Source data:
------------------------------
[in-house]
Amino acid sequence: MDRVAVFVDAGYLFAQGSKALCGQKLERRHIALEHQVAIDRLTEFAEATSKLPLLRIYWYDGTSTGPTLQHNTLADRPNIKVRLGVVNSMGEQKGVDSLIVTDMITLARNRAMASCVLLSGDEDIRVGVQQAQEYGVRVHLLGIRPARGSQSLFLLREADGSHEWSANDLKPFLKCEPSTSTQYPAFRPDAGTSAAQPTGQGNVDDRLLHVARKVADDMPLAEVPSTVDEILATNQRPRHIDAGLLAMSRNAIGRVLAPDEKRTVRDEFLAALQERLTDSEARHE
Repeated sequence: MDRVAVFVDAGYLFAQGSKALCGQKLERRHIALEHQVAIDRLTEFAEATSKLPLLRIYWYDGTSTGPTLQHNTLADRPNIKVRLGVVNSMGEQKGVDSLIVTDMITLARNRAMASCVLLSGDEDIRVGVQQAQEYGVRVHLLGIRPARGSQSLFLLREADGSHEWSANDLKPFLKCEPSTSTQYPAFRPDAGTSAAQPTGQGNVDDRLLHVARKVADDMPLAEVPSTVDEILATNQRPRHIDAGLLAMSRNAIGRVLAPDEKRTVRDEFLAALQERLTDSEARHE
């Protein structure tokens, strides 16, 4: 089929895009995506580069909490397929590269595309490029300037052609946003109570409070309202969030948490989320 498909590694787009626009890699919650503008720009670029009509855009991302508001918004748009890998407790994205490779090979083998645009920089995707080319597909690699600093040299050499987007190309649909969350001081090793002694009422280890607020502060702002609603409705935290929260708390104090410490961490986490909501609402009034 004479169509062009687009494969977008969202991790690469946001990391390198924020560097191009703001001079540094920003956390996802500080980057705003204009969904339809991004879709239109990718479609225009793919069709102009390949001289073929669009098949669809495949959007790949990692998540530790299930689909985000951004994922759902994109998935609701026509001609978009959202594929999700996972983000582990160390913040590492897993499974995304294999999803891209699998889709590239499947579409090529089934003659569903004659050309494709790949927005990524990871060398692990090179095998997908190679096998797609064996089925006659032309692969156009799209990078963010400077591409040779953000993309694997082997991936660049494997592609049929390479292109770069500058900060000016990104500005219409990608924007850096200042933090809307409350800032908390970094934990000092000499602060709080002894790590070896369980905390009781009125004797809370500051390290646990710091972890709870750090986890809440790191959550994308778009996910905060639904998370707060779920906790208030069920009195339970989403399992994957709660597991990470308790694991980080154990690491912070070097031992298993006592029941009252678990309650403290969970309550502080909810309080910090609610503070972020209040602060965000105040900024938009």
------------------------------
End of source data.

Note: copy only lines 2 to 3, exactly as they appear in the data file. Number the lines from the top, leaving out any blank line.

Amino acid sequence: MDRVAVFVDAGYLFAQGSKALCGQKLERRHIALEHQVAIDRLTEFAEATSKLPLLRIYWYDGTSTGPTLQHNTLADRPNIKVRLGVVNSMGEQKGVDSLIVTDMITLARNRAMASCVLLSGDEDIRVGVQQAQEYGVRVHLLGIRPARGSQSLFLLREADGSHEWSANDLKPFLKCEPSTSTQYPAFRPDAGTSAAQPTGQGNVDDRLLHVARKVADDMPLAEVPSTVDEILATNQRPRHIDAGLLAMSRNAIGRVLAPDEKRTVRDEFLAALQERLTDSEARHE
Repeated sequence: MDRVAVFVDAGYLFAQGSKALCGQKLERRHIALEHQVAIDRLTEFAEATSKLPLLRIYWYDGTSTGPTLQHNTLADRPNIKVRLGVVNSMGEQKGVDSLIVTDMITLARNRAMASCVLLSGDEDIRVGVQQAQEYGVRVHLLGIRPARGSQSLFLLREADGSHEWSANDLKPFLKCEPSTSTQYPAFRPDAGTSAAQPTGQGNVDDRLLHVARKVADDMPLAEVPSTVDEILATNQRPRHIDAGLLAMSRNAIGRVLAPDEKRTVRDEFLAALQERLTDSEARHE